The Taskforce for Nature-related Financial Disclosures (TNFD) has published its final recommendations for nature-related risk management and disclosure, alongside additional guidance to help market participants get started with integrating assessment and corporate reporting related to nature.
The launch of the TNFD’s 14 disclosure recommendations comes after two years of design and development, with the aim to inform better decision making by companies and capital providers who wish to contribute to a shift in global financial flows towards nature-positive outcomes. The Taskforce will now encourage and support voluntary market adoption.
In answer to ESG Clarity’s question at the launch about whether policy or regulatory bodies plan make the TNFD’s recommendations a mandatory part of their disclosure framework, Tony Goldner, executive director at the TNFD, said it is up to governments to decide within their own individual contexts.
“As we have seen with [Task Force on Climate-Related Financial Disclosures] TCFD, a number of governments have now introduced mandatory reporting requirements based on their recommendations, so it is entirely possible that the same will apply to the TNFD recommendations, and in some markets, participants are now expecting that to happen.
“In Europe, for example, CSRD covers many of the aspects that we discuss within these recommendations, and over the past two years we have been working to align our approach so that it remains consistent with the CSRD’s requirements. Other governments have shown interest in what we are doing, but it is ultimately up to them to decide whether they want to consider it as a mandatory option.”
See also: – TNFD mandating discussions are underway
The 14 recommendations are incorporated within four conceptual pillars, in line with the disclosure framework developed by the TCFD: governance, risk and impact management, strategy and metrics, and targets.
They are intended to serve as a starting point for companies to begin identifying, assessing and disclosing the nature-related issues in their own time, and subject to their own strategy, materiality, cost and capability considerations.
TNFD’s recommendations and recommended disclosures
The recommendations are consistent with the TCFD, the ISSB and GRI standards, and are set to accommodate the different approaches to materiality taken by, for example, the ISSB and GRI standards..
They are also aligned with the requirement of Target 15 of the Global Biodiversity Framework for corporate reporting, which calls for assessment and disclosure of nature-related risks, impacts and dependencies, enabling companies to align their corporate reporting with global policy objectives.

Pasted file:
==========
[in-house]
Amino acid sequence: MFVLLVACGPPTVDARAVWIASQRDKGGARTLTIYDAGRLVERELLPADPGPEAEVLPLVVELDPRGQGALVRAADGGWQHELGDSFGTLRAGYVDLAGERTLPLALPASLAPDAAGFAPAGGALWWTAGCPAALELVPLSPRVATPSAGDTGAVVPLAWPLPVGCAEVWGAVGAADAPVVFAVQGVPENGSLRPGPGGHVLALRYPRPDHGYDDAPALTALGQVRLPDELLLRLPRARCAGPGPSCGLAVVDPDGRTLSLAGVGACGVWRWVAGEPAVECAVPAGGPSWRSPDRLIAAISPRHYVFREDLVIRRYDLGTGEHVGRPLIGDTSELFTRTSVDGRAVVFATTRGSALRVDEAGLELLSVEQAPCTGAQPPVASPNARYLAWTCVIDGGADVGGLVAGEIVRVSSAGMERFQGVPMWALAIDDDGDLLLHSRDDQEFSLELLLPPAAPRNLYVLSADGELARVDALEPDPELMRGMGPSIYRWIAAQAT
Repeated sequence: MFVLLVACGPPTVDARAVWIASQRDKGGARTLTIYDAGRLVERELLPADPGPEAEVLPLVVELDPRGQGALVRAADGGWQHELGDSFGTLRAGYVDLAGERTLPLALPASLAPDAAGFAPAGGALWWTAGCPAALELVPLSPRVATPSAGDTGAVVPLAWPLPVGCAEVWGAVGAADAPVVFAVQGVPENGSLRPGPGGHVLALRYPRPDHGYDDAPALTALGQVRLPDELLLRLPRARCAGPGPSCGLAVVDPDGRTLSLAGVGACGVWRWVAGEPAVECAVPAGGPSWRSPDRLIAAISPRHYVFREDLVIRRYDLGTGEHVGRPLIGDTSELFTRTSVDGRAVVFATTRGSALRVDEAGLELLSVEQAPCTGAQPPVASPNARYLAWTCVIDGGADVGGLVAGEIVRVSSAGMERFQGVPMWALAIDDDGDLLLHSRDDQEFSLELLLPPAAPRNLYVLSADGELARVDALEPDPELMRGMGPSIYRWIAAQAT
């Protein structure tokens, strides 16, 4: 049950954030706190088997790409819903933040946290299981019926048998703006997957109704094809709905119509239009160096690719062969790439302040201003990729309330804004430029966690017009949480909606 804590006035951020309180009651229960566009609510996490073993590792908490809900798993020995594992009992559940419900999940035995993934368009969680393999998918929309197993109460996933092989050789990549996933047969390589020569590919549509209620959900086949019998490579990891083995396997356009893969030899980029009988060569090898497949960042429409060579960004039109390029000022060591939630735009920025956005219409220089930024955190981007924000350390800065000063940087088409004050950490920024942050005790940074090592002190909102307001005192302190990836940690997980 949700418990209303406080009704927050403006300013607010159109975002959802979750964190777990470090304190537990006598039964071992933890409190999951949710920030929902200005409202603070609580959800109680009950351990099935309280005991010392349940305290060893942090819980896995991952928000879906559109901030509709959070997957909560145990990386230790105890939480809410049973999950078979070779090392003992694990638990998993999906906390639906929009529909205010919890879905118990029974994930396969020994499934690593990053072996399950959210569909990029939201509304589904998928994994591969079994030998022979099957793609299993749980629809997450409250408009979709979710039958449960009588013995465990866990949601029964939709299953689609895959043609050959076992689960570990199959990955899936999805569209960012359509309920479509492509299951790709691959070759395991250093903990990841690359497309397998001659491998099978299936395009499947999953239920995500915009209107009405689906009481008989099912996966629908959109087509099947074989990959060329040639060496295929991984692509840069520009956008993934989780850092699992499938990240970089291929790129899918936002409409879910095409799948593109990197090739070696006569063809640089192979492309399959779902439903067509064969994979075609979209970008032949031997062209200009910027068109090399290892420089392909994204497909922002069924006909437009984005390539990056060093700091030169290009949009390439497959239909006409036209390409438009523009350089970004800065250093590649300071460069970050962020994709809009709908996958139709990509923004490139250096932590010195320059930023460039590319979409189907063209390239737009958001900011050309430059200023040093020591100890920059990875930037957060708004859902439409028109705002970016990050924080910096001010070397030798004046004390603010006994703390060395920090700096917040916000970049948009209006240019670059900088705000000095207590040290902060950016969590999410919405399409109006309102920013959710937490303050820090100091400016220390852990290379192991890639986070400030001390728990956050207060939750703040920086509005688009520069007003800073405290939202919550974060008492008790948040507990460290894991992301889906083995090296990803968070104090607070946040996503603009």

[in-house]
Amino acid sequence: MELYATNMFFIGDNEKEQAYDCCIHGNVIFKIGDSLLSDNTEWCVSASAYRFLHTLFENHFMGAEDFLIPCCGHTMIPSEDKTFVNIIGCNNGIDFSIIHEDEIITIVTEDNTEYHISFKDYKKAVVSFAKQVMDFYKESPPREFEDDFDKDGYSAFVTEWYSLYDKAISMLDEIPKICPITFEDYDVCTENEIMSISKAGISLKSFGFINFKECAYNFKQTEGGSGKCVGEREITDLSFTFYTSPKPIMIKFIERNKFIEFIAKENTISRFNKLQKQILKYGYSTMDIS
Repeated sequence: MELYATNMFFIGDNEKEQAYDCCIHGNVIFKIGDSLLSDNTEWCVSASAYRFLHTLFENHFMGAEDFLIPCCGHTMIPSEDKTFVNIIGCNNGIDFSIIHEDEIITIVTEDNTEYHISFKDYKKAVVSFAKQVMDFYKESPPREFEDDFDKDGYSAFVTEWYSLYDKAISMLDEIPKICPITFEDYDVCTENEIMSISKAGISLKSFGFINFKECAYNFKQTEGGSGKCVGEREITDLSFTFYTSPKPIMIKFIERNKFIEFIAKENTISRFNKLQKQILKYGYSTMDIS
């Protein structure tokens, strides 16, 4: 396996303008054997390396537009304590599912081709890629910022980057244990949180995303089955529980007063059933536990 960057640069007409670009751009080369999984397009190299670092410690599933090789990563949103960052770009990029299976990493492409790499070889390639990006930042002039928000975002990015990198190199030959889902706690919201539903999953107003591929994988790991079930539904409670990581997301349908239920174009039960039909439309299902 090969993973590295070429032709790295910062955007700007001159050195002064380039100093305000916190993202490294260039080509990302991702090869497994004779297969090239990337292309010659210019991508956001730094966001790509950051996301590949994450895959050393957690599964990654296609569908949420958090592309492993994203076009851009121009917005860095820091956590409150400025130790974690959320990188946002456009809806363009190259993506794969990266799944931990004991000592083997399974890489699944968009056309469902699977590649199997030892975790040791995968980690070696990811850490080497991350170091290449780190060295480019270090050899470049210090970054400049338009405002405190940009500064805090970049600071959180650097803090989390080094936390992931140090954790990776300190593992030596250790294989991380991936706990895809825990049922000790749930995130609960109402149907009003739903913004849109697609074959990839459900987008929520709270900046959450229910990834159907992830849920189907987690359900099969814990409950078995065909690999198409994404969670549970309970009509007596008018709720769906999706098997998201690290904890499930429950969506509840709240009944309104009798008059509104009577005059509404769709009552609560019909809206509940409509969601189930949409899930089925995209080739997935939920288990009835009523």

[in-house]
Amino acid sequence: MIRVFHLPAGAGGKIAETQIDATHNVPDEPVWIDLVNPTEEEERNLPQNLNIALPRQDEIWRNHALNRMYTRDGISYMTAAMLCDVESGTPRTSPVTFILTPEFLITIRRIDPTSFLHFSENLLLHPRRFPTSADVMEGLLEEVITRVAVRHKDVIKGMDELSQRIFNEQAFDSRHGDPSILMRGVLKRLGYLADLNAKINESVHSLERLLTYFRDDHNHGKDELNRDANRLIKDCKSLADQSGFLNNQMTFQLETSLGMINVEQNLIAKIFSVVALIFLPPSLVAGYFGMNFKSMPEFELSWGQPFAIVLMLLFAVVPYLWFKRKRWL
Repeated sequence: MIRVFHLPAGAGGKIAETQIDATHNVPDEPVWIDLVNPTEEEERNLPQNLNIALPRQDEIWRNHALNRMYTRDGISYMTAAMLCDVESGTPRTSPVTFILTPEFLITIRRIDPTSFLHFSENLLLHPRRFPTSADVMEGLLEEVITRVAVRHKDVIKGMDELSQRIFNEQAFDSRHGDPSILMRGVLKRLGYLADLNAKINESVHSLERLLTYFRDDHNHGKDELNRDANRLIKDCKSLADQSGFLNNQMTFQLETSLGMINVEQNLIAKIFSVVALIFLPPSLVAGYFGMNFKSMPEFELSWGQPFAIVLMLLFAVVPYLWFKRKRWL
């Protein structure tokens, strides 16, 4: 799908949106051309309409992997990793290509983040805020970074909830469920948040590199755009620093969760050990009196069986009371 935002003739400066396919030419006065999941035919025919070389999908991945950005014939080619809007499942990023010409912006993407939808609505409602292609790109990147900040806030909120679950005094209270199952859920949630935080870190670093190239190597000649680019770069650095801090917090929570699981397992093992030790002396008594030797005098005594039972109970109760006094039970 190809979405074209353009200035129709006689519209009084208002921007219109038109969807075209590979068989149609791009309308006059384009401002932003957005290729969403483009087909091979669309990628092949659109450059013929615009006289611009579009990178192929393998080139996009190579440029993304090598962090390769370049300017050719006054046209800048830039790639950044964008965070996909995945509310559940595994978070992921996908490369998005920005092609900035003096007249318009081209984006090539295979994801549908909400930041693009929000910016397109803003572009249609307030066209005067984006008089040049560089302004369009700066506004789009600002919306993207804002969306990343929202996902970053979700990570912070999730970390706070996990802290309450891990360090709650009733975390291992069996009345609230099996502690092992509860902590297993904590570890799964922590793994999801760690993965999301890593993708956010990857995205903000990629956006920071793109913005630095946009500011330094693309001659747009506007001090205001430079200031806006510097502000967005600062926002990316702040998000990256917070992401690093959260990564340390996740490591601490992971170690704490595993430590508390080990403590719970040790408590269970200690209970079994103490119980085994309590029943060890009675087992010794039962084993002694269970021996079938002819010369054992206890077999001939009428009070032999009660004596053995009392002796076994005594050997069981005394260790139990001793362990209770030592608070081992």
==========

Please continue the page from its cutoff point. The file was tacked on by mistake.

“Nature loss is accelerating and businesses today are inadequately accounting for nature-related dependencies, impacts, risks and opportunities,” said David Craig, co-chair of the TNFD and former CEO of Refinitiv.
“Businesses and financial institutions now have the tools they need to act. Building on the language, structure and approach of the TCFD, and consistent with the International Sustainability Standards Board’s sustainability reporting baseline, the adoption of the TNFD recommendations represents a step-change in the momentum and capacity for business and finance to identify, assess and disclose their exposure to nature-related issues in a manner consistent with climate-related-reporting.”
According to the TNFD, policymakers, regulators, asset owners, asset managers and global companies are all increasing their focus on nature-related risk management and the necessity of mobilising private sector engagement and finance to tackle nature loss and scale-up nature-based solutions.
To that end, the Taskforce will track voluntary market adoption on an annual basis through an annual status report beginning in 2024.
Among the early adopters are GSK, which has announced its commitment to publishing its first TNFD disclosures from 2026, based on 2025 data. Others are anticipated to signal similar intentions in the coming weeks and the TNFD will announce an inaugural list of TNFD adopters at the World Economic Forum at Davos in January 2024.
“Protecting nature makes our business more resilient and helps us deliver for patients by ensuring the supply of raw materials needed to manufacture vital medicines and vaccines,” stated Julie Brown, chief financial officer at GSK.
“That is why we are proud to be a member of the Taskforce on Nature-related Financial Disclosures. We have started to implement the TNFD methodology to better understand our nature-related risks and opportunities and are committed to publish our first TNFD disclosures from 2026, based on 2025 data.”